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    Pallor and swelling in an athlete’s upper arm

    The Case

    A 15-year-old female presents to the emergency department (ED) of a community hospital with acute onset of duskiness in her left arm. She was sitting in class when she noted the sudden color change in her arm accompanied by stiffness and swelling. She did not report any pain in the left arm and there were no symptoms in her right arm. She has never had any similar episodes in the past and has had no recent trauma to her arm or neck. She is not taking any medications and has no known allergies. The patient is on the school softball team and earlier had been practicing at a batting cage.


    On presentation to the ED, the patient’s vital signs included a temperature of 98.4°F; heart rate of 67 beats per minute; respiratory rate of 18 breaths per minute; blood pressure of 106/55 mm Hg; and oxygen saturation of 100% on room air. Physical exam of the left upper extremity revealed a full range of motion with mild stiffness, capillary refill of <2 seconds, mild decrease in skin temperature as compared with the right arm, and mild cyanosis. All pulses were 2+ and equal, and radial and ulnar compression tests were both normal. No crepitus or deformity existed of the affected limb. There was full range of motion of elbow and wrists, with intact tendon reflexes. The remainder of the physical exam was within normal limits.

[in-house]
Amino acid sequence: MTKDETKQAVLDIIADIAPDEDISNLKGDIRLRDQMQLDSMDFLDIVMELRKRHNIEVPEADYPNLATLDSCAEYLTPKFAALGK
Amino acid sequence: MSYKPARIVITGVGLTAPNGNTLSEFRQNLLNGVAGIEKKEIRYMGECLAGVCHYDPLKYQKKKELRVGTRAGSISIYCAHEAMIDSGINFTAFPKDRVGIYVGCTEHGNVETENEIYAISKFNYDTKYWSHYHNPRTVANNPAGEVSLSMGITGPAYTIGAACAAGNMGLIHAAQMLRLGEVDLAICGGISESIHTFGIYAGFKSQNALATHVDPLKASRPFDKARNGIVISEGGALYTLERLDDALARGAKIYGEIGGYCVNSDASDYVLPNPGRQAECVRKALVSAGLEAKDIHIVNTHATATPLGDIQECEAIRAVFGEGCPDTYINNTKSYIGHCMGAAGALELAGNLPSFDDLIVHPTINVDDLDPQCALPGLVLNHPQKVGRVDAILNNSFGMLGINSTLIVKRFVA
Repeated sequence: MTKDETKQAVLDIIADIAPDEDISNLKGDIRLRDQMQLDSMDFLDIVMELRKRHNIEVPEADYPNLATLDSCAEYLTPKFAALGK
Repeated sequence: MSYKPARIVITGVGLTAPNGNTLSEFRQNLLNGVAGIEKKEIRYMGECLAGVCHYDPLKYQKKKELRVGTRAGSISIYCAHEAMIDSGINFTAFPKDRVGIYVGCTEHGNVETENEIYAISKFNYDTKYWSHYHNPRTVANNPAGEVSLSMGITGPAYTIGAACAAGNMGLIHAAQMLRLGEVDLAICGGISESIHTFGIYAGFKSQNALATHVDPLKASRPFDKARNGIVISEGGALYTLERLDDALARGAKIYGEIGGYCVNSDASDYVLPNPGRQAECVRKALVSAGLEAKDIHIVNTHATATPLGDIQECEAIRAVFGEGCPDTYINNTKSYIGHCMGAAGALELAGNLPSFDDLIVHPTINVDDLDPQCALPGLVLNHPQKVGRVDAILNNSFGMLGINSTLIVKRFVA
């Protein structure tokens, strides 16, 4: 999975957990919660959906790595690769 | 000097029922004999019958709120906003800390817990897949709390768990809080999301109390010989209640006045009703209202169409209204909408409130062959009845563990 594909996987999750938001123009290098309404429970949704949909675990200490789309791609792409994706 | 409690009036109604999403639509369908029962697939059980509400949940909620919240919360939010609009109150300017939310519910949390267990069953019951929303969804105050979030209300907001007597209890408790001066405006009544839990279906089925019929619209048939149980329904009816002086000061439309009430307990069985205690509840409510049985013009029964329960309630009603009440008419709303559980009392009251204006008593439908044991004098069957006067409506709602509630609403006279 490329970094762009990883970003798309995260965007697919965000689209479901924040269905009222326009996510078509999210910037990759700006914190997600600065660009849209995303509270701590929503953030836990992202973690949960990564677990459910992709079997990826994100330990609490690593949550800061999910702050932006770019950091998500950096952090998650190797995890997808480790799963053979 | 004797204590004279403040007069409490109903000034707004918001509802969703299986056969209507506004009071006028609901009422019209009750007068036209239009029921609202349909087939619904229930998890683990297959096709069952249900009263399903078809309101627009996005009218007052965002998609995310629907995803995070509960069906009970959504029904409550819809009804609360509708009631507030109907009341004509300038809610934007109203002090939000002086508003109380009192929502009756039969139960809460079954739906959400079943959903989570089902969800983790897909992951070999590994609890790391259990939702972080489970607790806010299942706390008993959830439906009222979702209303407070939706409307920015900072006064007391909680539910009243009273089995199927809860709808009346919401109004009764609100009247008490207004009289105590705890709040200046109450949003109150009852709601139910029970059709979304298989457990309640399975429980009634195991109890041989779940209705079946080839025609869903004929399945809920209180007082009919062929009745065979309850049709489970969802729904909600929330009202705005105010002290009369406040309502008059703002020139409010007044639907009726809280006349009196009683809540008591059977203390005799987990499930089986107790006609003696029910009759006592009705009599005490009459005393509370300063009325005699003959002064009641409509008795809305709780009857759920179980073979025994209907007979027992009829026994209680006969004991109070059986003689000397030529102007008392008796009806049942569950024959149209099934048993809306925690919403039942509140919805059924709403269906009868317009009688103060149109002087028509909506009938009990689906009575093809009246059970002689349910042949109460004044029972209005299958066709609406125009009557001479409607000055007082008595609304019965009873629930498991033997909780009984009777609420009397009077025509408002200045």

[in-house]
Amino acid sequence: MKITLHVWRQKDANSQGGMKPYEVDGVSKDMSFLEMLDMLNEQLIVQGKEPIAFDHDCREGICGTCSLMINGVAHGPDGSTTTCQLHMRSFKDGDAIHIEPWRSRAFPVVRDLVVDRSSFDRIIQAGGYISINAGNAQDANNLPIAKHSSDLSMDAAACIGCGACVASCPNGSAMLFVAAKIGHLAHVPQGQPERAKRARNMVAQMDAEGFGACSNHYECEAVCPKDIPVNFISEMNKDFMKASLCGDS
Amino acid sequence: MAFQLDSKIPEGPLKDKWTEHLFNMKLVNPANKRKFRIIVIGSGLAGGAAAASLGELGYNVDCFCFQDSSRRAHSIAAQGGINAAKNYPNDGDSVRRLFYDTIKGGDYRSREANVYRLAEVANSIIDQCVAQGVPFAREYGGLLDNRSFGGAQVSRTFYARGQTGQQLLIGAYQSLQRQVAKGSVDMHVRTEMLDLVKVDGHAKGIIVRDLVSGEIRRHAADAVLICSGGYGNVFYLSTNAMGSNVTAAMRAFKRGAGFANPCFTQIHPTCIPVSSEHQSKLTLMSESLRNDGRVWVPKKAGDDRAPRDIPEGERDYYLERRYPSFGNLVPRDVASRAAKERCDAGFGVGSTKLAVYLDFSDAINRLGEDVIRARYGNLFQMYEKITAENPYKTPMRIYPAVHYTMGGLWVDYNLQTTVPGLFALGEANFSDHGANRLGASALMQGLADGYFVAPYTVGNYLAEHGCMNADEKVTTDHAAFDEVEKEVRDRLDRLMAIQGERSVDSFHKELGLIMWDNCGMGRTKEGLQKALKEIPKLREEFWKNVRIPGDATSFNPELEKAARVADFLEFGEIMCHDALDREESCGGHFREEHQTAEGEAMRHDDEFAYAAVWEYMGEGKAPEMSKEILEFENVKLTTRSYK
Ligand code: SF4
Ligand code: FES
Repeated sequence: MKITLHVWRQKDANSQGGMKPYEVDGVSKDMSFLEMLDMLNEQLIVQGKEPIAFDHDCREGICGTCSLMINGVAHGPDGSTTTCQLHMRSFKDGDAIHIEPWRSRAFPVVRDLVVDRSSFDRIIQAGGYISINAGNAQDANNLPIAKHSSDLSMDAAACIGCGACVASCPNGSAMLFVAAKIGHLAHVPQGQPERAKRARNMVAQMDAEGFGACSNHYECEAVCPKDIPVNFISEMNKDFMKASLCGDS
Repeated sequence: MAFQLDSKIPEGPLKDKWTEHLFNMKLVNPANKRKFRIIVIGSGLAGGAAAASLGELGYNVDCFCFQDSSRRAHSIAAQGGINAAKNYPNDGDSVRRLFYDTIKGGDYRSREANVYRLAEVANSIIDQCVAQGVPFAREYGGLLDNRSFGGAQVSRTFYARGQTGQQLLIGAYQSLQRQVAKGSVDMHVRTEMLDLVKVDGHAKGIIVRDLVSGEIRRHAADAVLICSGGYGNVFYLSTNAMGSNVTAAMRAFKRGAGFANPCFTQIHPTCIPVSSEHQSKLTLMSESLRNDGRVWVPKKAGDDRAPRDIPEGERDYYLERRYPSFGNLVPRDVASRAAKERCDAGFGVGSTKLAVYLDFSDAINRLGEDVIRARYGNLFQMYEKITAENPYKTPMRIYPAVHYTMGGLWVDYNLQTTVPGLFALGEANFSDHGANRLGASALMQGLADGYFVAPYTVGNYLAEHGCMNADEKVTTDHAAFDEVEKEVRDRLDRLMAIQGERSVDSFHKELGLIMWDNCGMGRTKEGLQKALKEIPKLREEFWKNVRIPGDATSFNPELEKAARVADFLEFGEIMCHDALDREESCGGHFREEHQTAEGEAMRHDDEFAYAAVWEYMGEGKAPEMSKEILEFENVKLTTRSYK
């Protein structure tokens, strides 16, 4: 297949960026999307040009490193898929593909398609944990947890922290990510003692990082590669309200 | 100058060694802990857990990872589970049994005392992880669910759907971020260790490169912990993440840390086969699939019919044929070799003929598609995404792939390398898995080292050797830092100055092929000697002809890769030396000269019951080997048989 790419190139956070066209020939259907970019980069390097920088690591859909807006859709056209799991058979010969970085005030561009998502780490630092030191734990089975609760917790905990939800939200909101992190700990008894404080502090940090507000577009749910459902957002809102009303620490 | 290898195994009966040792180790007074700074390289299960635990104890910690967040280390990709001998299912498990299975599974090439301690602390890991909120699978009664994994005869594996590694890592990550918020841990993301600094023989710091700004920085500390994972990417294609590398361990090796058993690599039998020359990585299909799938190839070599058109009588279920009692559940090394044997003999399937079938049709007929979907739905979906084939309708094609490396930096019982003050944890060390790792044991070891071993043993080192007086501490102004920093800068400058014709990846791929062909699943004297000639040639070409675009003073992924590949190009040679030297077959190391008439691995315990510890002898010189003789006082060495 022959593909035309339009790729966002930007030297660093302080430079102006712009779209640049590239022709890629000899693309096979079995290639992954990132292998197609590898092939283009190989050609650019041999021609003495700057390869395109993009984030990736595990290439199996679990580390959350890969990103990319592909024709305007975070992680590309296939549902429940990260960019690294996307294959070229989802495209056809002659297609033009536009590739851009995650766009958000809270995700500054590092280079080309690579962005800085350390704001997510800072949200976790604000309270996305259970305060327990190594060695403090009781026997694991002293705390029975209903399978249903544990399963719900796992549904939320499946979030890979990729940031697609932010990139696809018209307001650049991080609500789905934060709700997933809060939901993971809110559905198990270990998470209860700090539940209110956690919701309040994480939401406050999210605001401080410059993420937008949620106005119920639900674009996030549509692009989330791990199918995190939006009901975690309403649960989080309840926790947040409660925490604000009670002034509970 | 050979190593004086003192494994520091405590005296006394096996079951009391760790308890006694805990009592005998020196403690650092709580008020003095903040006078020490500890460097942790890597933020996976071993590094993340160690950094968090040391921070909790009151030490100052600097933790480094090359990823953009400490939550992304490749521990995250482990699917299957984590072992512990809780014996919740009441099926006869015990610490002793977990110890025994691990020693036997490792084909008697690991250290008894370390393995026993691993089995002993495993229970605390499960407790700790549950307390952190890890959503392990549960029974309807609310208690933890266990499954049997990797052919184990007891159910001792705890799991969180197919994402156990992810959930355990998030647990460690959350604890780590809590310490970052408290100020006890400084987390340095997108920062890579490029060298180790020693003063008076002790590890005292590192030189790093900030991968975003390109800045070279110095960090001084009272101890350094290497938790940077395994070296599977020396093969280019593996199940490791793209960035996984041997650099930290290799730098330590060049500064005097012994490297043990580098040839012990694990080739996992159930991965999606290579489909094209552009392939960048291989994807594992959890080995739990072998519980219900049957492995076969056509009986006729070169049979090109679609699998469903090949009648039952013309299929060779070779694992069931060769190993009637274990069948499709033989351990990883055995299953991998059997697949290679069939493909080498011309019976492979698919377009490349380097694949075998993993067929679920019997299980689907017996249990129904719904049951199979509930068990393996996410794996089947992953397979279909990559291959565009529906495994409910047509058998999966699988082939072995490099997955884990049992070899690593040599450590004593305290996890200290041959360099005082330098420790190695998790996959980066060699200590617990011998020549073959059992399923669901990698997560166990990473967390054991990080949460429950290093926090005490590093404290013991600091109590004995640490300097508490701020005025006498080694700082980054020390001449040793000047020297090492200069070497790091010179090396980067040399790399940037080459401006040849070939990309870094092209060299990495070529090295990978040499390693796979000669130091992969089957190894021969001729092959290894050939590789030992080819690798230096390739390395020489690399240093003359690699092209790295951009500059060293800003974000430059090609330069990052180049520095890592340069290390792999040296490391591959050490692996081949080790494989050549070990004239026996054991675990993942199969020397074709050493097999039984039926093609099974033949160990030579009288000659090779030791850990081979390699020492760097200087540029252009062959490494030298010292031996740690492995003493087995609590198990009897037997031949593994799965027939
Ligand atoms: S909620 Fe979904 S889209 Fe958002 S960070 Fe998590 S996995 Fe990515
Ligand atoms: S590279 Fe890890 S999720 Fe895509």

The girl’s family reported a history of leg clots in her mother and maternal grandmother, but denied a family history of autoimmune disease.

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    Laboratory studies revealed a normal complete blood count, prothrombin time, partial prothrombin time, and comprehensive metabolic panel. The international normalized ratio (INR) was 1.04 (normal, 0.70-1.10) and a D-dimer test was obtained. The D-dimer results were elevated at 292 D-DU ng/mL (0-230 D-DU ng/mL). A duplex ultrasound was ordered (Figure 1) and the patient was transferred to a tertiary care center for further treatment.

    Differential diagnosis

    Pallor and upper extremity edema in a young adult needs to be evaluated in the context of chronicity of symptoms (Table).1-5 A long history of swelling would be more consistent with a lymphatic or arterial abnormality. Congenital or posttraumatic anomalies would not generally present acutely. Additionally, mediastinal masses, causing venous compression, can present as unilateral edema in the absence of thrombosis but it is more likely to cause bilateral arm and facial swelling. The acute onset of swelling is almost always venous in nature and typically is related to venous thrombosis. Ultrasound imaging can confirm the presence of a thrombus in the venous system.


    NEXT: Further testing

    Janice F Bistritz, DNP, CPNP, MS
    Dr Bistritz is a pediatric nurse practitioner, Montefiore New Rochelle Hospital, New Rochelle, New York.


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